or capacity, these loads are with case weights of about 165 to 170 grains.
Pressure test barrels were used and the pressure listed is the average of
several rounds.  Barrel length is 24 inches.

   Bullet        Charge        Powder        Average       Average
   Weight        Weight         Type         Pressure      Velocity
   ------        ------        ------        --------      --------
    150           45.0          4895          51,600        2740
                  48.5          4064          51,500        2905
                  48.5          4320          52,000        2830

    180           42.5          4895          52,000        2530
                  44.5          4064          52,200        2630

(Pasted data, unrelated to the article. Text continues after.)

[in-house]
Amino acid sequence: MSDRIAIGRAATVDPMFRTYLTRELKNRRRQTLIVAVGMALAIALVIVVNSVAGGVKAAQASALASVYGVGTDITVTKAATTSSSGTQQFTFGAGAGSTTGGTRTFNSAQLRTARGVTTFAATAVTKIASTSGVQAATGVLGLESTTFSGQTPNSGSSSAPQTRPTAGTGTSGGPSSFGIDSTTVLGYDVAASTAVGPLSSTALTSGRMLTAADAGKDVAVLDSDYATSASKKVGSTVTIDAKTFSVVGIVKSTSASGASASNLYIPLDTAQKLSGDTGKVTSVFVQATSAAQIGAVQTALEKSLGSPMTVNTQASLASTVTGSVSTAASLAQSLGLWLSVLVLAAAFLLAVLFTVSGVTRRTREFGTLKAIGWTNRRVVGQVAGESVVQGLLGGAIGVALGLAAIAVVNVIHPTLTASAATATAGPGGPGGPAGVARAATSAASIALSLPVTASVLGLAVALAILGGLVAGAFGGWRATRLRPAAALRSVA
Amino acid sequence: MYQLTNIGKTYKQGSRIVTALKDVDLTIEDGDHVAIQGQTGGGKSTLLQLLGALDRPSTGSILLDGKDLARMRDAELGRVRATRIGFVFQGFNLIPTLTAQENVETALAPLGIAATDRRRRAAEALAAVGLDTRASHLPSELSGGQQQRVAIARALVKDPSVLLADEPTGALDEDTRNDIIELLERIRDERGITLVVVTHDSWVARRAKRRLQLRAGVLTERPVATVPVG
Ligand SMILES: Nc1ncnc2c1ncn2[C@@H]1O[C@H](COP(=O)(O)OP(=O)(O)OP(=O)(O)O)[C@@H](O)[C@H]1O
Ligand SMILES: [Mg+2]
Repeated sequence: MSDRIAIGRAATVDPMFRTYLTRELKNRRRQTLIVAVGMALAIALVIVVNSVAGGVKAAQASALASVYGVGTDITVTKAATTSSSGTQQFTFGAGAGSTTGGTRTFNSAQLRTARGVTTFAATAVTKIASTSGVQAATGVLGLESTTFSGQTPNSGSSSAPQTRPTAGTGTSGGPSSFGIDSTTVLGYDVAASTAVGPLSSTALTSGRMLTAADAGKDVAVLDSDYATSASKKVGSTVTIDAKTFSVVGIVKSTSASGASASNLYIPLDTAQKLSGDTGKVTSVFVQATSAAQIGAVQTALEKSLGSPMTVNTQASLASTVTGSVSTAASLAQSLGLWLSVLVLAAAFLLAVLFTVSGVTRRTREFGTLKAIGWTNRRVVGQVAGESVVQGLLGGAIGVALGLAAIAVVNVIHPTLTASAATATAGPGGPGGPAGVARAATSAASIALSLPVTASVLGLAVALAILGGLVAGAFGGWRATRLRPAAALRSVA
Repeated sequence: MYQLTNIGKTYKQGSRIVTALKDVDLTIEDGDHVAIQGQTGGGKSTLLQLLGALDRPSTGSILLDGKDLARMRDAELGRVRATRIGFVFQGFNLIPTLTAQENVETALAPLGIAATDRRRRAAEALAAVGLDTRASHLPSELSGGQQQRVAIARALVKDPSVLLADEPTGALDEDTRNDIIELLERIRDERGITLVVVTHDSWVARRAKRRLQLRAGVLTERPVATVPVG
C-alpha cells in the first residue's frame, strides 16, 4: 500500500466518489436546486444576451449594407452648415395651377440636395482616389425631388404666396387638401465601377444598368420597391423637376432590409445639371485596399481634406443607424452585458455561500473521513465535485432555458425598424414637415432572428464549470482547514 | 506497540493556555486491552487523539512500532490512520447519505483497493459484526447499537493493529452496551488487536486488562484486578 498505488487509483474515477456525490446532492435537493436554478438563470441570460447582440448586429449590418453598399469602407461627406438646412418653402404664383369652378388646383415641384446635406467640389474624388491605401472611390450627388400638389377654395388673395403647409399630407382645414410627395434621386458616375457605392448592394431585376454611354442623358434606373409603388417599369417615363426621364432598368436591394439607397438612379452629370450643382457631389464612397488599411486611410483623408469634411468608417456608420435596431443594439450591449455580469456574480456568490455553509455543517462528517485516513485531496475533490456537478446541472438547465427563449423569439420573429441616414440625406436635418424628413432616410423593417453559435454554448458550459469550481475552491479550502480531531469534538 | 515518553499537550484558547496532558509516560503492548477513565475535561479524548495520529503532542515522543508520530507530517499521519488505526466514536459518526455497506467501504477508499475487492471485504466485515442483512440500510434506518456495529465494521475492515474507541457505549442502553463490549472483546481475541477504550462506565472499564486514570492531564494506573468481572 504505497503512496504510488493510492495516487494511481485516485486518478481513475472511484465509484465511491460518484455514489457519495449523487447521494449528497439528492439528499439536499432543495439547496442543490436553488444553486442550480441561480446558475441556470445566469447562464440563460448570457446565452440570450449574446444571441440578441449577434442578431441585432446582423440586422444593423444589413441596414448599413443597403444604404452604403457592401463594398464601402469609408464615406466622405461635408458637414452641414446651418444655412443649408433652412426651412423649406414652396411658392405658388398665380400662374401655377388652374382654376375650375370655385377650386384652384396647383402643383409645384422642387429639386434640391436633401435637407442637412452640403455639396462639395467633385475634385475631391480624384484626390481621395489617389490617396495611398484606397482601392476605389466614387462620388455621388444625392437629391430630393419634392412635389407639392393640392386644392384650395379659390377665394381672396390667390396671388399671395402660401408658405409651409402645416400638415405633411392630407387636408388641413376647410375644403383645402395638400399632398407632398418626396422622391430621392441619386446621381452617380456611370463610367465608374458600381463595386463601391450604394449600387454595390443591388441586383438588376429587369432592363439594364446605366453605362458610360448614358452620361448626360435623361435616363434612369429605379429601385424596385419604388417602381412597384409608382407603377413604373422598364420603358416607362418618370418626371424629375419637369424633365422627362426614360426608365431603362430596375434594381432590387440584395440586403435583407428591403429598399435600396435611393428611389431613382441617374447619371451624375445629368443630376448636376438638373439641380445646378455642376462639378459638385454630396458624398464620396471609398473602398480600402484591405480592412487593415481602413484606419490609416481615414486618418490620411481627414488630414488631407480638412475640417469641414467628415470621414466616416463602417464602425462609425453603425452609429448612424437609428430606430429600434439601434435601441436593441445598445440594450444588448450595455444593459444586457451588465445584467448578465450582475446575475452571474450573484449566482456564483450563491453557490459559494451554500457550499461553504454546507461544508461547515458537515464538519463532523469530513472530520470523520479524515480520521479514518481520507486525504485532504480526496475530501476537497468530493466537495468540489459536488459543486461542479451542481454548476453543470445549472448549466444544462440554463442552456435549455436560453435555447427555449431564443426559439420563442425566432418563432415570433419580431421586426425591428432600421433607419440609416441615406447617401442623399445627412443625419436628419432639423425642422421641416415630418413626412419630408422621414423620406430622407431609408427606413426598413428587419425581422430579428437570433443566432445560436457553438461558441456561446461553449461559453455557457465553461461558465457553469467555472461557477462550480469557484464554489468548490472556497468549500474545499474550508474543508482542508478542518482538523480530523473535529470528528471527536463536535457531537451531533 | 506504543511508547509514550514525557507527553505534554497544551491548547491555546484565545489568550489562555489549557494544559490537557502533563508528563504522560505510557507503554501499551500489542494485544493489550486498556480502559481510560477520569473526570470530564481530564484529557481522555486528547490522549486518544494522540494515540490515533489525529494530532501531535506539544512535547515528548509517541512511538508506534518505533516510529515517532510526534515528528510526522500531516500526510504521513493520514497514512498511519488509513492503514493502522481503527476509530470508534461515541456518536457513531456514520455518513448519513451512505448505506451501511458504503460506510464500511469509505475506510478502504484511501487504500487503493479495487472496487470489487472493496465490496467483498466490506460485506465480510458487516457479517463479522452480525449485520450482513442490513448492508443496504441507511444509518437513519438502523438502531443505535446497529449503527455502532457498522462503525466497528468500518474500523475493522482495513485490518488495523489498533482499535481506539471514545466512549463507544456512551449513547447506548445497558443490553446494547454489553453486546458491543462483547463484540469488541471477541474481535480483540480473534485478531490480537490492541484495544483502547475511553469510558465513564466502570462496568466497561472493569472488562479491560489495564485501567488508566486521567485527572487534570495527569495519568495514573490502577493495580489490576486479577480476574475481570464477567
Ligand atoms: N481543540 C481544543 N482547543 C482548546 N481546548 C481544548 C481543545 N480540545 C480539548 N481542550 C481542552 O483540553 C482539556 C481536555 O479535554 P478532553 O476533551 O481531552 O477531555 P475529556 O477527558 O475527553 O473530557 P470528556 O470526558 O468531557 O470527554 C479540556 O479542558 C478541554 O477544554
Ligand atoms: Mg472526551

44.5          4320          52,200        2565

For comparison, here's the Lake City M118 and M852 7.62mm NATO Match ammo
specifications.  Note that these cases weigh about 175 grains.

    173 (M118)    42.0          4895          50,000        2580
    168 (M852)    42.2          4895          51,000        2580

And finally, the 1992 Palma Match Ammo using 166-grain cases:

    155           44.8          4895          52,800        2950 (30-in.bbl)



From: bartb@hpfcla.fc.hp.com (Bart Bobbitt)
Subject: Re: Long Range Loads For M1A?
Organization: Hewlett-Packard Fort Collins Site

Try Sierra's 180-gr. HPMK with an RWS 5341 primer, about 42 grains of
IMR4064 and a commercial case such as Winchester or Federal.  Seat the
bullet about .010-in. short of the lands and single-load only.

BB